II. BUT WE SHALL GREATLY CORROBORATE THIS ARGUMENT IF WE EXAMINE THE POWER OF CHRISTIANITY IN CIVILISING NATIONS. It admits of little question that paganism and barbarism go generally together, so that the worshippers of idols are ordinarily deficient in the humanities of life. We may not indeed affirm that heathenism and civilisation cannot co-exist; for undoubtedly some of the nations of antiquity, as they could be surpassed by no modern in superstition, so they could by few, if by any, in literature and arts. We shall not pretend to say that a vast revolution might not be wrought among a heathen population if you domesticated in their land the husbandman and the artificer, and thus awakened in them a taste for the comforts of civilised life, even though you left them undisturbed in their idolatry, and sent them no missionary to publish Christianity. So that we are not about to affirm that Christianity is the only engine of civilisation; but we venture to affirm that none can be compared with it as to effectiveness. You may introduce laws, but laws can only touch the workings, not the principles of evil; whereas every step made by Christianity is a step against the principles, and therefore an advance to the placing government on its alone secure basis. To civilise must be to raise man to his true place in the scale of creation, and who will affirm this done whilst he bows down to the inferior creatures as God? We have a confidence in the missionary which we should not have in any lecturer on political economy, or any instructor in husbandry and handicraft. You may think it a strange method of teaching the savage the use of the plough to teach him the doctrine of the atonement. But the connection lies in this — and we hold it to be strong and well defined — by instructing the savage in the truths of Christianity I set before him motives, such as cannot elsewhere be found, to the living soberly, industriously, and honestly; I furnish him at once with inducements whose strength it is impossible to resist, to the practising the duties and evading the vices which respectively uphold and obstruct the well-being of society. And, if this has been done, has not more been done towards elevating him to his right place in the human family than if I had merely taught him an improved method of agriculture? Shall not the mental process be deemed far superior to the mechanical? And shall it be denied that the savage who has learned industry in learning morality has gone onward with an ampler stride in the march of civilisation than another who has consented to handle the plough because perceiving that he shall thereby increase his animal comforts? This we conceive is the true order; not to attempt to civilise first, as though men in their savage state were not ready for Christianity, but to begin at once with the attempt to Christianise, computing that the very essence of the barbarism is the heathenism, and that in the train of the religion of Jesus move the arts which adorn and the charities which sweeten human life. And in this is Christianity "mighty through God to the pulling down of strongholds." The missionary, with no carnal weapon at his disposal, with no engine but that gospel, has a far higher likelihood of improving the institutions of a barbarous tribe, introducing amongst them the refinements of polished society, increasing the comforts of domestic life, and establishing civil government on more legitimate principles, than if he were the delegate of philosophers who have made civilisation their study, or of kings who would bestow all their power on its promotion. We will ask the missionary who is moving, as the patriarch of the village, from cottage to cottage, encouraging and instructing the several families who receive him with smiles, and hear him with reverence. We will ask him by what engines he humanised the savages, by what influence he withdrew them from lawlessness, and formed them into a happy and well-disciplined community. Did he begin with essays on the constitution of society; on the undeveloped powers of the country; on the advantages derivable from the division of labour; or on those methods of civilisation which might be thought worthy the patronage of some philosophical board? Oh, the missionary will not tell you of such methods of assaulting the degradation of centuries; he will tell you that he departed from his distant home charged with the gospel of Christ, and that with this gospel he attacked the strongholds of barbarism; he will tell you that he preached Jesus to the savages, and that he found, as the heart melted at the tidings of redemption, the manners softened and the customs were reformed; he will tell you that he did nothing but plant the Cross in the waste, and that he had proved that beneath its shadow all that is ferocious will wither, and all that is gentle spring up and ripen. Such is Christianity, mighty in the converting individuals, mighty in the civilising nations. This is the engine through which we ourselves have risen to greatness, and from which each of us draws the means of grace and the hope of glory. This is the religion, thus effective in fertilising the waste places of the earth, and elevating the most degraded of our species.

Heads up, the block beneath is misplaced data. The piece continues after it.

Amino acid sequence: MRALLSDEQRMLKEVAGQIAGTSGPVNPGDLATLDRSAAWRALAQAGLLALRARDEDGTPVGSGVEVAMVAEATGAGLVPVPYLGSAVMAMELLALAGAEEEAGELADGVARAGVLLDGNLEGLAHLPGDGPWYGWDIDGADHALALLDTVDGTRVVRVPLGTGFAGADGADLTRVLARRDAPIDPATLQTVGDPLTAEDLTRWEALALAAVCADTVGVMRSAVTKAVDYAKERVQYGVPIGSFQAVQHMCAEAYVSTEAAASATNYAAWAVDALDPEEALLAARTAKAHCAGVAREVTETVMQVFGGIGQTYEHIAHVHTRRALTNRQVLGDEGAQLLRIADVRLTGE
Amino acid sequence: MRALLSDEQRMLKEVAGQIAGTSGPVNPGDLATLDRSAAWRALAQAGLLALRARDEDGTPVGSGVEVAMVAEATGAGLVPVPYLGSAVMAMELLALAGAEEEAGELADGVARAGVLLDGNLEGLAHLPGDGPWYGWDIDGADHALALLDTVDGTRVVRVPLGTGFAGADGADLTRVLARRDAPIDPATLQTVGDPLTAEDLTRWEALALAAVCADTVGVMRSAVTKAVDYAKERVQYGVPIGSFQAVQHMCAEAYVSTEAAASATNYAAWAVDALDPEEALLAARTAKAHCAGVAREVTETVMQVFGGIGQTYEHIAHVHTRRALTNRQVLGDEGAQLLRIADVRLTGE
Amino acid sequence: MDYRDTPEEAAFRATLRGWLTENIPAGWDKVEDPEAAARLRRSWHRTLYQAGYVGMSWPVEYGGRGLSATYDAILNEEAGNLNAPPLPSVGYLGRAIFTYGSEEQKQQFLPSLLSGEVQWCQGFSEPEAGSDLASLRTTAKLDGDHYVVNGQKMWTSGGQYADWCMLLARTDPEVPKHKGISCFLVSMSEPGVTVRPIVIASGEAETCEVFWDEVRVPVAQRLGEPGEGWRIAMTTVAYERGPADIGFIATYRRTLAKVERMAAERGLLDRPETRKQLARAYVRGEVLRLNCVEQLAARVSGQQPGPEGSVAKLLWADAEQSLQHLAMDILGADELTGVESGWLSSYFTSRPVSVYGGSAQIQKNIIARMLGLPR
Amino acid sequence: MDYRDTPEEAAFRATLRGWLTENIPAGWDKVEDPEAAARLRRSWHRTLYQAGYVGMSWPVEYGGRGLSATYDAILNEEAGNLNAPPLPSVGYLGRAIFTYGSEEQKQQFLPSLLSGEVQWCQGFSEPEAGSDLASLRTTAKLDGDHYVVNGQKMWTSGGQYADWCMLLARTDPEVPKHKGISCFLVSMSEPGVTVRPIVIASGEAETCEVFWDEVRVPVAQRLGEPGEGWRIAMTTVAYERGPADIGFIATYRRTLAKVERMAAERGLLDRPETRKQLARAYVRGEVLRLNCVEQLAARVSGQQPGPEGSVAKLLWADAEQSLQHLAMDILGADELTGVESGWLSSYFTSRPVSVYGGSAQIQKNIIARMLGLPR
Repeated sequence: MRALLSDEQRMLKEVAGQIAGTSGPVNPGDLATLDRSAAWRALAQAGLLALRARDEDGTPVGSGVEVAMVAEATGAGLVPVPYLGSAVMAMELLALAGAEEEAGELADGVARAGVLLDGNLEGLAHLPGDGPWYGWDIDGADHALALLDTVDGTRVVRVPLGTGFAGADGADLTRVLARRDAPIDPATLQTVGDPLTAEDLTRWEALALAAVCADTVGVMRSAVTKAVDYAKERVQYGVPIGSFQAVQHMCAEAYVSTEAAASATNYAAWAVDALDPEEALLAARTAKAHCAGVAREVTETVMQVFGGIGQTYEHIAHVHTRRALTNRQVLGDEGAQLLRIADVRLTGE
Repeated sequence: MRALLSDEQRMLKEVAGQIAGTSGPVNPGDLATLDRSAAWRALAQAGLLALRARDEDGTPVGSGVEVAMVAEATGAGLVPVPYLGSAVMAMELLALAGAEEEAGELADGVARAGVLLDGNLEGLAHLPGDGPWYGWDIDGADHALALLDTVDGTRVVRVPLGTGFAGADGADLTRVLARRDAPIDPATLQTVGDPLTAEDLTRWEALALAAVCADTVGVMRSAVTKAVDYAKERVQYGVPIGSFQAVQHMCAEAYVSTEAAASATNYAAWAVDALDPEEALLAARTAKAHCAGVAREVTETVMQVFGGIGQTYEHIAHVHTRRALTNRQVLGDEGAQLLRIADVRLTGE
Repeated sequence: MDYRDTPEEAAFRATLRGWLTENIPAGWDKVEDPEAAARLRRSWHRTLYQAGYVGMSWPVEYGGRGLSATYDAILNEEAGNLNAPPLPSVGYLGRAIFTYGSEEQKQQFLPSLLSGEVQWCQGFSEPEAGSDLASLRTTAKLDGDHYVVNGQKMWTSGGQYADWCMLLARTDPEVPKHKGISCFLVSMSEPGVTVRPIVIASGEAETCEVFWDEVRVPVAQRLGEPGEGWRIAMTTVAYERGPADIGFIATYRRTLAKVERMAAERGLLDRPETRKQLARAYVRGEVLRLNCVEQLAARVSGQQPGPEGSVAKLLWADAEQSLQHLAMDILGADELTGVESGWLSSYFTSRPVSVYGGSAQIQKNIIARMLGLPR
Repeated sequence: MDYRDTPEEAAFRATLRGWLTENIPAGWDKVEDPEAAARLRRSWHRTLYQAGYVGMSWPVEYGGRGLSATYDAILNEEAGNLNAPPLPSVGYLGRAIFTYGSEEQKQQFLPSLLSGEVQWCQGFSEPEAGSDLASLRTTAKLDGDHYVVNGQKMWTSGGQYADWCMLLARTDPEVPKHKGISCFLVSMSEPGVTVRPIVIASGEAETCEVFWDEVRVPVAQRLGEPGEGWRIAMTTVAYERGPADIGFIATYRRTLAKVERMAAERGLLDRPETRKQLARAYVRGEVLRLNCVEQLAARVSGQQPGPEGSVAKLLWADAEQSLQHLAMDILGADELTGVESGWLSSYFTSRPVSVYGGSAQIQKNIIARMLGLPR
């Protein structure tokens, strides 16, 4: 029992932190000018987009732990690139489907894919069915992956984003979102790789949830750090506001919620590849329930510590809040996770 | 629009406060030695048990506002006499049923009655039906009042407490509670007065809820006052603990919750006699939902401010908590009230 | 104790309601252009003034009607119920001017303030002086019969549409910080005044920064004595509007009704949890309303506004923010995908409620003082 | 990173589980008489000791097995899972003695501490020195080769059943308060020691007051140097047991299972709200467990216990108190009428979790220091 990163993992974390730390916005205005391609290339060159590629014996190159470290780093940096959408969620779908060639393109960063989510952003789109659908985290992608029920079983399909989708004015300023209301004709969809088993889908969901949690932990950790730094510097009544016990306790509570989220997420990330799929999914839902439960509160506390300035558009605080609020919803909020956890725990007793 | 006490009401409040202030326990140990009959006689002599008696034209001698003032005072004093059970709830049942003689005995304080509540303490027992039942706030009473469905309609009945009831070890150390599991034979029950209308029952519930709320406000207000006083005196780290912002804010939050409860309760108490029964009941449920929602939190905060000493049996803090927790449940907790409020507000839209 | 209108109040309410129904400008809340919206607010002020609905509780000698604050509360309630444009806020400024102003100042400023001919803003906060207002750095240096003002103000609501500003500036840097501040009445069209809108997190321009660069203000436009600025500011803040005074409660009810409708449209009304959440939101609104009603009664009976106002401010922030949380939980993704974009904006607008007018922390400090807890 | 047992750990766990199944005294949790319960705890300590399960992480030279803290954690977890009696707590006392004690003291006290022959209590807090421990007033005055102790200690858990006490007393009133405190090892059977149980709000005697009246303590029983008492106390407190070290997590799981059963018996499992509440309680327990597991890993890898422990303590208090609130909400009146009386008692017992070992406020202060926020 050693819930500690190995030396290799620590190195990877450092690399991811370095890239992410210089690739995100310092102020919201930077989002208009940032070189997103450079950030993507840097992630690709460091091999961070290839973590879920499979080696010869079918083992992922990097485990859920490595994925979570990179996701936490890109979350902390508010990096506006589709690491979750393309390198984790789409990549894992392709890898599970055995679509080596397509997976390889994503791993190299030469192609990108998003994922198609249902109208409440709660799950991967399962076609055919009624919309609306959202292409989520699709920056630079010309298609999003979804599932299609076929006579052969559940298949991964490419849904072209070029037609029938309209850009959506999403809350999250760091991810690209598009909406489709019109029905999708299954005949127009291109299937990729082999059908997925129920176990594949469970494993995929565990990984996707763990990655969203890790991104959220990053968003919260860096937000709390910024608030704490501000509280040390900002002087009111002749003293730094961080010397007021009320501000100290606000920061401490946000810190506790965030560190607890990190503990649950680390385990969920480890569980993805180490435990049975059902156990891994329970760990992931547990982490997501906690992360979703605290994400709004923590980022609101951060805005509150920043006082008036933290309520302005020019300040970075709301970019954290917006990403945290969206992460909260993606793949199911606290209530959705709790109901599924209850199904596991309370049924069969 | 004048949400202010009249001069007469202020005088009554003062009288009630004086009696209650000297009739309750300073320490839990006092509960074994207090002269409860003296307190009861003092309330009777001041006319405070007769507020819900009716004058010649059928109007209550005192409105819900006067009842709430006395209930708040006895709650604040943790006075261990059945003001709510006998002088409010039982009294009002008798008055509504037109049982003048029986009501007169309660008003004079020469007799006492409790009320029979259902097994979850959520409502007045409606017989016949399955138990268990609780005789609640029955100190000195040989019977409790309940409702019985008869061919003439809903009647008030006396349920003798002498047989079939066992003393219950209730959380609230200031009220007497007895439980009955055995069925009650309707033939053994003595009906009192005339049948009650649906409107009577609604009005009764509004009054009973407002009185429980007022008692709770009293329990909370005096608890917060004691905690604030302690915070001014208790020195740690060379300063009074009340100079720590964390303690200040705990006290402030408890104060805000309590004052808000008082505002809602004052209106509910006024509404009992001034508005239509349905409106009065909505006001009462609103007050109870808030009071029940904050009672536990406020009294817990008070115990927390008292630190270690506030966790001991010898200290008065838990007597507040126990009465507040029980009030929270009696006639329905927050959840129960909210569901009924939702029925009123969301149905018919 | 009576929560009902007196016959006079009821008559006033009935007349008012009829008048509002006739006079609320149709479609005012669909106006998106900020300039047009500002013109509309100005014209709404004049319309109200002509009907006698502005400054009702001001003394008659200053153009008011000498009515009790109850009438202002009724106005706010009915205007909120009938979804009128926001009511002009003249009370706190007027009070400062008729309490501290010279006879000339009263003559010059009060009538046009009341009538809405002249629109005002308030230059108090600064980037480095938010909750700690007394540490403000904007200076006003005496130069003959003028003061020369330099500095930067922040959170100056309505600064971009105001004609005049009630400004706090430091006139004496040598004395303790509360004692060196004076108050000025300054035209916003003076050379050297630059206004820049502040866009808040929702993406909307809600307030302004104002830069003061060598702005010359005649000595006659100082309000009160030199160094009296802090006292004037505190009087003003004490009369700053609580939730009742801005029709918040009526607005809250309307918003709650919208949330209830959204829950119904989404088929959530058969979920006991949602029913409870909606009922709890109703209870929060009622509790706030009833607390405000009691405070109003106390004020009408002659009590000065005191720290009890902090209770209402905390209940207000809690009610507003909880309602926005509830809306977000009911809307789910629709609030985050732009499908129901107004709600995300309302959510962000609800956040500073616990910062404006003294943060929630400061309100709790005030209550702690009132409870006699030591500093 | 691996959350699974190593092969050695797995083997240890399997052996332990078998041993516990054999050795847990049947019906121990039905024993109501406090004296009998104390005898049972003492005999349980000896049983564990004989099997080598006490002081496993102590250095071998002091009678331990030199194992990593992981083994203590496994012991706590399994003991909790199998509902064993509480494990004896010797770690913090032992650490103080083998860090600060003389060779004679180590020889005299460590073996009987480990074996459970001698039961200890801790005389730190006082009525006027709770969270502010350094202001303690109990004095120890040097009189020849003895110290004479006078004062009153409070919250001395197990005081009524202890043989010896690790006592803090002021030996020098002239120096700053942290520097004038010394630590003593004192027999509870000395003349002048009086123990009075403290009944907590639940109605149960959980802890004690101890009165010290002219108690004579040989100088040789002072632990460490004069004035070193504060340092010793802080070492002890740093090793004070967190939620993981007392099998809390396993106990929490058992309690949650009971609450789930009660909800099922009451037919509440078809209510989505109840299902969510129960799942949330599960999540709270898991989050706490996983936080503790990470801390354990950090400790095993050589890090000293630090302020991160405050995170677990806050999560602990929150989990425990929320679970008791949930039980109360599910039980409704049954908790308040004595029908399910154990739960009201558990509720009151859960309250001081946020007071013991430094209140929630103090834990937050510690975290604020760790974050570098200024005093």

(H. Melvill, B. D.)
Parallel VersesKJV: (For the weapons of our warfare are not carnal, but mighty through God to the pulling down of strong holds;)